Starting a Self-Managed Super Fund (SMSF) means you decide where your superannuation is invested by the trustee. When choosing your trustee structure, a corporate trustee can be highly beneficial.

Superannuation is an entitlement which every Australian has a right to. However, if you run a business, you may not like the idea of not being able to decide where your payments go. Many business owners find a solution in creating a Self-Managed Super Fund (SMSF) under a corporate trustee structure. In this article, we’ll discuss SMSFs and why managing it under a corporate trustee structure can be beneficial for your business.

Self-Managed Super Funds

An SMSF is a private superannuation fund regulated by the Australian Taxation Office (ATO). It operates as it’s own tax structure under the ATO. Similar to superannuation generally, SMSFs exist so that you will have money to live on when you retire. However, SMSFs are different to industry super funds. This is because you can choose where your super payments go.

You can manage this superannuation fund by yourself, and/or appoint up to four members that are trustees (or directors) who are responsible for making decisions about the fund. These members can be a group of individuals or a company. To establish your SMSF, you need to appoint trustees to oversee your fund. The trustees you choose can be individuals or it can be a company.

Why does my structure matter?

The way your fund is managed and run will vary based on which structure you choose. Your structure will also determine the liability your trustees will have and will entail different costs to start and maintain. If you’re unsure of which structure you should choose, a business lawyer can advise you.

Corporate trustee structures

A corporate trustee means that rather than a person being a trustee, a company is a trustee. Being a member of the trust means that you’re a director (and there need to be at least 4). Being a member means that you also have to be a director of the company which administers the fund.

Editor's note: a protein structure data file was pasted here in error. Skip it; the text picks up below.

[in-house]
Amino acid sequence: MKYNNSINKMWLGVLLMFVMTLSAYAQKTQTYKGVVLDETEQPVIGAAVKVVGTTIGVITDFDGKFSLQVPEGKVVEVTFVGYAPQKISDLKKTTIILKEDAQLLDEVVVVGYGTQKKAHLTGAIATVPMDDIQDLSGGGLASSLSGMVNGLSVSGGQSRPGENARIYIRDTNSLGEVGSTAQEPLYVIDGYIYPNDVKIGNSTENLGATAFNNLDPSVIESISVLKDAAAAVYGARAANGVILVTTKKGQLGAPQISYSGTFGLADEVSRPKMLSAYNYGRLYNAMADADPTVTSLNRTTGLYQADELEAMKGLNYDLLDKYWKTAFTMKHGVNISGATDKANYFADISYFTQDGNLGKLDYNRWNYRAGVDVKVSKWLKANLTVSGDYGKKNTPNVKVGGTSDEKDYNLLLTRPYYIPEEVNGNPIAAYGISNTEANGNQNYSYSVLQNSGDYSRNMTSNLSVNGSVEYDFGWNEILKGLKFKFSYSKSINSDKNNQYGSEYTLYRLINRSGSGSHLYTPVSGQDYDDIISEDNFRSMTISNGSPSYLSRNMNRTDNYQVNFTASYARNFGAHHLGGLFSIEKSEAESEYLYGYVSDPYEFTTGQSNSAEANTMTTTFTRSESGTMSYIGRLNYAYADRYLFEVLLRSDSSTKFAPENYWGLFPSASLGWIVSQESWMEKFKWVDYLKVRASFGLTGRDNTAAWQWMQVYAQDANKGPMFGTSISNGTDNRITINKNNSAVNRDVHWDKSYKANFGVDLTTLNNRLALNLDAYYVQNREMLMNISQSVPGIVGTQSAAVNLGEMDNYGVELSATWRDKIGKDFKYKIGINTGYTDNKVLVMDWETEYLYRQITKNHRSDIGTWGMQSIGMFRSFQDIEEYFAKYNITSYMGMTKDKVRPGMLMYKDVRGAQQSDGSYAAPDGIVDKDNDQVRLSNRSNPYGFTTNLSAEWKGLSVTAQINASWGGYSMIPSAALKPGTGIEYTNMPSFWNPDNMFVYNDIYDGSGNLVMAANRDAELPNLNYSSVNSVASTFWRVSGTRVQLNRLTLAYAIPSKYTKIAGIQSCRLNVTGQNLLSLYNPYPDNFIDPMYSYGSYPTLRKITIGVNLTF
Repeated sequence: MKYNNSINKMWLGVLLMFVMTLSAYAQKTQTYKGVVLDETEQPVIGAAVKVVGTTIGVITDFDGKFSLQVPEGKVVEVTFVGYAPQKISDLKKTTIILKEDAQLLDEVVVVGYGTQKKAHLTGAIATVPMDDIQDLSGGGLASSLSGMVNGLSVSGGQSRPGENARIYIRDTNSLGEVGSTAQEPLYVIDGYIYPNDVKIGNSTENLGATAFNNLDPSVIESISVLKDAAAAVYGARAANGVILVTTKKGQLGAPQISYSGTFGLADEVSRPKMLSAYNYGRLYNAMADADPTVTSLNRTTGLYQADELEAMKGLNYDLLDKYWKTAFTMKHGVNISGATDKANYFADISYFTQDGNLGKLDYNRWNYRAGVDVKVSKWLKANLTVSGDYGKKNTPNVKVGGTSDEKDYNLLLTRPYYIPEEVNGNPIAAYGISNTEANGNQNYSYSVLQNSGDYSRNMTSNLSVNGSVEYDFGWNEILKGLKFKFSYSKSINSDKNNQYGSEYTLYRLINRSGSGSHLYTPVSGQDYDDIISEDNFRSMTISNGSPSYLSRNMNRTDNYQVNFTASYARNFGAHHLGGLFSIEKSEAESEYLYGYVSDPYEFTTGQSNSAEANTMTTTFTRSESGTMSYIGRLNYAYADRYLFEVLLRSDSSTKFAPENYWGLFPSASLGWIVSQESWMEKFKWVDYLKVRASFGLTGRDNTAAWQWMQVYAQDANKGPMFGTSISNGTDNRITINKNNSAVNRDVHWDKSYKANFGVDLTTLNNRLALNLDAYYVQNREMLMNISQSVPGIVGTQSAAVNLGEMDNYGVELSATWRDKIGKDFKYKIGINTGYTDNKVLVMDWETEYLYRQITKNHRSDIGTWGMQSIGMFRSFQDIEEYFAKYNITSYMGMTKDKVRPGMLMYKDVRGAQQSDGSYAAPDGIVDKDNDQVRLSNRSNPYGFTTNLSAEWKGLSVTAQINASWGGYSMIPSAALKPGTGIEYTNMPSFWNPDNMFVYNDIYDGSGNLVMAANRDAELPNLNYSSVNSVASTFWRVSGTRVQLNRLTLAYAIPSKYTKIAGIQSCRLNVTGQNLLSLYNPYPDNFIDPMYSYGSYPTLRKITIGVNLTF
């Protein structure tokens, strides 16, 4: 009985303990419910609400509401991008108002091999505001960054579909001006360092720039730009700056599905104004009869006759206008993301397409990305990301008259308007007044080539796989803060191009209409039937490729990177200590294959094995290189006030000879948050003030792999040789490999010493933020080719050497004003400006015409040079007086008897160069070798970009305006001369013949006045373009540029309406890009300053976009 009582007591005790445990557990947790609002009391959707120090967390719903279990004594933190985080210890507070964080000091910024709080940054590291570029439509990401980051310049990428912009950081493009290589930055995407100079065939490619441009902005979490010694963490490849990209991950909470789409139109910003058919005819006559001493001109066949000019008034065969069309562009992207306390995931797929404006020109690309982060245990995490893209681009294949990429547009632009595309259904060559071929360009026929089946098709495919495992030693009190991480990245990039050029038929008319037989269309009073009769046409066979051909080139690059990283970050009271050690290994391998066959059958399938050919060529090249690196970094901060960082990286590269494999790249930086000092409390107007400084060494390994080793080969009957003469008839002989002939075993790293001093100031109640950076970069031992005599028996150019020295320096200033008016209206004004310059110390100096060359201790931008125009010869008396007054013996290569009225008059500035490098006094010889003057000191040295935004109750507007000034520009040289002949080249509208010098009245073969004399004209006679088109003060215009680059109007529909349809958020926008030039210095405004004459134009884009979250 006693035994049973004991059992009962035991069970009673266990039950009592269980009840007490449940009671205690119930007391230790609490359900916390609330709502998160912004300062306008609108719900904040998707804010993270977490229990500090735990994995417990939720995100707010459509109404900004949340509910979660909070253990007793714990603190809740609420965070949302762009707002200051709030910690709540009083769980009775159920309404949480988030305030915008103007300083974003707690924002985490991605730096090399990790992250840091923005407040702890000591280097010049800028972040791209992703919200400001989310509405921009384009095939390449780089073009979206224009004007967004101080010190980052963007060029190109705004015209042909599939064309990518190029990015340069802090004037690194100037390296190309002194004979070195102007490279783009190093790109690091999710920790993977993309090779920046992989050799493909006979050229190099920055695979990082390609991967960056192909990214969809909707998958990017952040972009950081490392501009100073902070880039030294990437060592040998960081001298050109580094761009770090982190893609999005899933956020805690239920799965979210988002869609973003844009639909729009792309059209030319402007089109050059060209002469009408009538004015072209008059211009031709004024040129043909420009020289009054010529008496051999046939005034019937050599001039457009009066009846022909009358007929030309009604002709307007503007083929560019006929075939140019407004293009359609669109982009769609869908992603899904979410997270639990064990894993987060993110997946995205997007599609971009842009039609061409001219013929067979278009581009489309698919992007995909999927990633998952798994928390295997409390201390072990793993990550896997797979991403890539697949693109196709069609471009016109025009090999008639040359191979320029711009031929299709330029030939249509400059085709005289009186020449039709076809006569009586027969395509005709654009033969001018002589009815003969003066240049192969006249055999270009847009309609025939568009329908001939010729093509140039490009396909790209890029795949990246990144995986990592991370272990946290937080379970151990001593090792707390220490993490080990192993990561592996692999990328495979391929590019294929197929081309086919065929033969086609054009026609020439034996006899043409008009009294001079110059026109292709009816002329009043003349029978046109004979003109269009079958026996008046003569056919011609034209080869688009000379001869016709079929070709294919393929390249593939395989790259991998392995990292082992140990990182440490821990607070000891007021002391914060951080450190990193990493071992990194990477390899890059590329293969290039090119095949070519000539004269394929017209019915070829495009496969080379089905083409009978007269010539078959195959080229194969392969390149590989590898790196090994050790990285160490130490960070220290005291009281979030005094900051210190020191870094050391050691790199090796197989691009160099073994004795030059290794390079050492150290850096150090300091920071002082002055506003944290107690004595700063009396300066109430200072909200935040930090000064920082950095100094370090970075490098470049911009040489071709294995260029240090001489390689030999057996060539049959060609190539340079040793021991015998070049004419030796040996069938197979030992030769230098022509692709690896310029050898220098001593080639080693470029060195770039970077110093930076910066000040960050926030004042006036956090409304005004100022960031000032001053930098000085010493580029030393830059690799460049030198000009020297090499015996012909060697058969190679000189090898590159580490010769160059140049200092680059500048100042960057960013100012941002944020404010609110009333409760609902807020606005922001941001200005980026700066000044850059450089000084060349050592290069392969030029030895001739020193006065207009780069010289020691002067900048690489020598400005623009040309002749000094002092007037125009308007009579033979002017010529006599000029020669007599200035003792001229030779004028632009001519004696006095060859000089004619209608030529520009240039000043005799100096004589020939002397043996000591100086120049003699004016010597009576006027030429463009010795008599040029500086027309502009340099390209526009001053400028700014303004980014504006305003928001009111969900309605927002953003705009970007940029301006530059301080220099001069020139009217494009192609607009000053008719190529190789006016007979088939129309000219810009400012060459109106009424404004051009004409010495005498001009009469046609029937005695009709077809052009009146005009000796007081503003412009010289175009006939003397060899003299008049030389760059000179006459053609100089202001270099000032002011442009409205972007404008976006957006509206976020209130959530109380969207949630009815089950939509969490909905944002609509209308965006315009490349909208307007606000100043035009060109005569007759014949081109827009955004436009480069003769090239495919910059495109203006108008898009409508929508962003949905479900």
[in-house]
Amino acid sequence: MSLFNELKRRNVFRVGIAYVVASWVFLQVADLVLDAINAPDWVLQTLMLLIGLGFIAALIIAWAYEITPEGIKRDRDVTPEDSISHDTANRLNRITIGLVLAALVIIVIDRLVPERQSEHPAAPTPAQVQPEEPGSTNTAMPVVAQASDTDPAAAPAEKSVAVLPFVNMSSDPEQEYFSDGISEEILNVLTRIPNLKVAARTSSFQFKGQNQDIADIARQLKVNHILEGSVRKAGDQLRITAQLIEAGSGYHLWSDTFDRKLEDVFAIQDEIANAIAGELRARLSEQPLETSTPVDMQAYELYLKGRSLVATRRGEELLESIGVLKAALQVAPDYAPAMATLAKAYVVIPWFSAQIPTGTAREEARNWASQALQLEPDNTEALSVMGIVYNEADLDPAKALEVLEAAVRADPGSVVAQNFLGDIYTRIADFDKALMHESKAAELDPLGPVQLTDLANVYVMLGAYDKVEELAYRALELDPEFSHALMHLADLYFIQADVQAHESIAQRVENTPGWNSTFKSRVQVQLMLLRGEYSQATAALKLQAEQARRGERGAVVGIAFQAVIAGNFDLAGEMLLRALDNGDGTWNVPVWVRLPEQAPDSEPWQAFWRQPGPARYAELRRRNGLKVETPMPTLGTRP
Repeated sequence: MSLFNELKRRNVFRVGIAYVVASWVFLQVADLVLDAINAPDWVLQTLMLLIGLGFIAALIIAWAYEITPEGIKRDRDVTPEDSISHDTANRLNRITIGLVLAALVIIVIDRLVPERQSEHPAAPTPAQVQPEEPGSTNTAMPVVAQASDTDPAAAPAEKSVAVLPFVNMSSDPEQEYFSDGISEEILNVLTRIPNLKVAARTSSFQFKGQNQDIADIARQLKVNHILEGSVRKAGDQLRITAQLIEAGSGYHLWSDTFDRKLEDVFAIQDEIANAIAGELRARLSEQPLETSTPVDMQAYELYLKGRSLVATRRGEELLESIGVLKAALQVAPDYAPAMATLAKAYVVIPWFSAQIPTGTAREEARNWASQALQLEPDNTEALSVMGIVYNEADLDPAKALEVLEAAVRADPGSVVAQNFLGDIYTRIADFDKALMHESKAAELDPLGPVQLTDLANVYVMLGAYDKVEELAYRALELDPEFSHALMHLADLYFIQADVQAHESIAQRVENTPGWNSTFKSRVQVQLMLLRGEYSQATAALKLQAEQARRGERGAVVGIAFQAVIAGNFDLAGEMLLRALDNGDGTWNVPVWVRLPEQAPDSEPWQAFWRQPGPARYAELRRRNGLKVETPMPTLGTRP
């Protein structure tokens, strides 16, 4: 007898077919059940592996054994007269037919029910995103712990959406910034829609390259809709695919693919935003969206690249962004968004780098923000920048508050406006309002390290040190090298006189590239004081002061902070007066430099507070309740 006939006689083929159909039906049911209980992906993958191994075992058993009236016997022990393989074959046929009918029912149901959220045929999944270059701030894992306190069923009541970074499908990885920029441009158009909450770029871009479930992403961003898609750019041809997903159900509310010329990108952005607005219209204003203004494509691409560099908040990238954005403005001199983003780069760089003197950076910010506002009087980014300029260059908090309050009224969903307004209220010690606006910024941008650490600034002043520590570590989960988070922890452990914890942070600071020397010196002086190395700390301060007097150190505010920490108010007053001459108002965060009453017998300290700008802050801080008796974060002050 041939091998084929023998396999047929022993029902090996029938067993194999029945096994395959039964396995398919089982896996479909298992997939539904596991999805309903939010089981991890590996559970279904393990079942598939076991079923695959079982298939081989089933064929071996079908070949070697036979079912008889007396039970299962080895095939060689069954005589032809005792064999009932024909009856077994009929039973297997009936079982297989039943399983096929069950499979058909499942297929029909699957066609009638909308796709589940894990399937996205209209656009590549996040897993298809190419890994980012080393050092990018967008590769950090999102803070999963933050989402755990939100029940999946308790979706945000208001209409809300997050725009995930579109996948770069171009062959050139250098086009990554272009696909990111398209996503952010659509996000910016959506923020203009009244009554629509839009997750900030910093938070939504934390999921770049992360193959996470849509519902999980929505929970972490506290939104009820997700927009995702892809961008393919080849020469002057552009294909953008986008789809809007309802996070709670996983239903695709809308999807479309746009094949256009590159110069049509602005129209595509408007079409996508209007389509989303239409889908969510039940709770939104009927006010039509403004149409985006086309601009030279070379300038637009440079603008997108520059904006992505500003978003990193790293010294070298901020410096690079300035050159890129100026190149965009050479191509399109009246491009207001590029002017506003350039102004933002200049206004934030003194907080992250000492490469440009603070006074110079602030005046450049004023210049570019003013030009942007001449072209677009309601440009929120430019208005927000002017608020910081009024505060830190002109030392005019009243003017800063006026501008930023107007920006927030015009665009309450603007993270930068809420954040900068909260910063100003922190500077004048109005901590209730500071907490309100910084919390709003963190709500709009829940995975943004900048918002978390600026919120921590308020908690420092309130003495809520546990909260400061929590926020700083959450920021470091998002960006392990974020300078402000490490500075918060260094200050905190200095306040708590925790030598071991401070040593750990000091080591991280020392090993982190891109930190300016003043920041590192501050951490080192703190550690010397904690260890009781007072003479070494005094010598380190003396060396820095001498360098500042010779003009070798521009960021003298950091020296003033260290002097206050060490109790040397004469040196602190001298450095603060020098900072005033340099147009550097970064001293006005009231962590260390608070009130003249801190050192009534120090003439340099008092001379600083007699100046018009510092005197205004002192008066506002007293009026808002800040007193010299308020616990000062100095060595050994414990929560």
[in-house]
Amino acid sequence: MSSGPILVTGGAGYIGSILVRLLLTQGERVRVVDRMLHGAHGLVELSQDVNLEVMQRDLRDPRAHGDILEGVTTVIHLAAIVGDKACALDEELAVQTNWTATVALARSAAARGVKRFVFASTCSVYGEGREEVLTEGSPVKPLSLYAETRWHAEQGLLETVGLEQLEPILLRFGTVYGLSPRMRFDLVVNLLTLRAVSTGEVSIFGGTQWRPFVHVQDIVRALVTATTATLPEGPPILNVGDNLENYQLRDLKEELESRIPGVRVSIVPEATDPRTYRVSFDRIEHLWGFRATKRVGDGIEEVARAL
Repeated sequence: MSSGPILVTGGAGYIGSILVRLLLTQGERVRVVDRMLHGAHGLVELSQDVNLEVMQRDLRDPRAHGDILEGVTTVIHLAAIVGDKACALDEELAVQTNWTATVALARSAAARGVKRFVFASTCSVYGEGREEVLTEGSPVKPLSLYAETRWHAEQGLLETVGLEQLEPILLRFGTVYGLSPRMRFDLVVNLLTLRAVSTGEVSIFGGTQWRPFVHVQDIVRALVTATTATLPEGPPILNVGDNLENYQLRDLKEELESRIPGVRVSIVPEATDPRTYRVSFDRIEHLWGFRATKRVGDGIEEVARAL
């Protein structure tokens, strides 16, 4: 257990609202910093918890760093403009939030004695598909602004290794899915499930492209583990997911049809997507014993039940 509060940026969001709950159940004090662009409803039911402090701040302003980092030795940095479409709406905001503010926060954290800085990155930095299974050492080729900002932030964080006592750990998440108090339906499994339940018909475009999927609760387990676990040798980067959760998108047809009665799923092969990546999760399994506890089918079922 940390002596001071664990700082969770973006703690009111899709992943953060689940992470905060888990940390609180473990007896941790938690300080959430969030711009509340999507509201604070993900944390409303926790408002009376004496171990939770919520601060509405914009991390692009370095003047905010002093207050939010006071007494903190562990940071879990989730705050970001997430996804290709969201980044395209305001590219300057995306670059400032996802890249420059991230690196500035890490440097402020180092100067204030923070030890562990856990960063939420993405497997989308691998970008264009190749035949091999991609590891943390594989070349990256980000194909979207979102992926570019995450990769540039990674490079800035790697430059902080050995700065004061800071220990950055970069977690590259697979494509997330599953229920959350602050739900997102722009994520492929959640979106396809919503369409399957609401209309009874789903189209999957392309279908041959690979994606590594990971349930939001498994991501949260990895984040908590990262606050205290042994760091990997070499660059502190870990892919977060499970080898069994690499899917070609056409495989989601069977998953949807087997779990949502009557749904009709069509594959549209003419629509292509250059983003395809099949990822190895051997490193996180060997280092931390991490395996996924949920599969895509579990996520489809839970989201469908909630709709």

Generally, your employees cannot also be members, except for if you’re related. Assets of the fund must be registered in the name of the company that is the trustee. You may opt for this type of structure if:

  • Want to be the sole director and sole member of the fund
  • If you are seeking reduced liability
  • If you want to change members within your fund

Advantages of a corporate trustee structure

There are many benefits to using a corporate trustee structure:

  1. Your assets have greater protection whereas the personal assets of individual trustees are at risk.
  2. Recording and registering ownership of assets is simpler, particularly if you want to change membership in future. Once a person starts or stops being a member of the SMSF, they cease to be a director of the corporate trustee. The title to the assets and the name on the ownership documents remains unchanged. If choose to operate as an individual trustee, changes will need to be notified immediately.
  3. Unlike an individual trustee, a corporate trustee reduces the risk of personal assets being mixed with fund assets. The trust’s assets and personal assets are held under different names.
  4. The company is a separate legal entity, this means it has limited liability protection if the trustee is sued for damages. As a director of a corporate trustee, your personal liability is limited to the assets held in the fund. Thus, there is more security and it is less likely members will be subject to liability claims.
  5. If superannuation laws are breached, administrative penalties may be imposed on each trustee. This means, each trustee is liable for the penalties. A corporate trustee is advantageous if non-compliance occurs.
  6. A corporate trustee offers continuous succession. This means, if a member of the trust dies, the company will continue to operate regardless of death or incapacity of a member.

Disadvantages

There are some disadvantages to using a corporate trustee:

  1. Compared to an individual trustee structure, a corporate trustee can be more expensive to set up and maintain. ASIC normally charges a fee if a company is registering for the first time, and an annual review fee. In addition, there is ongoing annual cost in preparing the company annual review.
  2. If laws are breached, penalties are imposed onto the corporate trustee. For example, if a corporate trustee fails to prepare financial accounts and statements.

Conclusion

There are many advantages and disadvantages to a corporate trustee structure. Whatever decision you make can impact how your fund is managed and maintained. Overall, having an SMSF is a great way to control where your superannuation payments go.

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Fiona Lu

Fiona is a Paralegal working in our content team which aims to provide free legal guides to facilitate public access to legal resources. With an interest in information, media, consumer and employment law, her primary focus is on how technology will affect the future of the legal industry.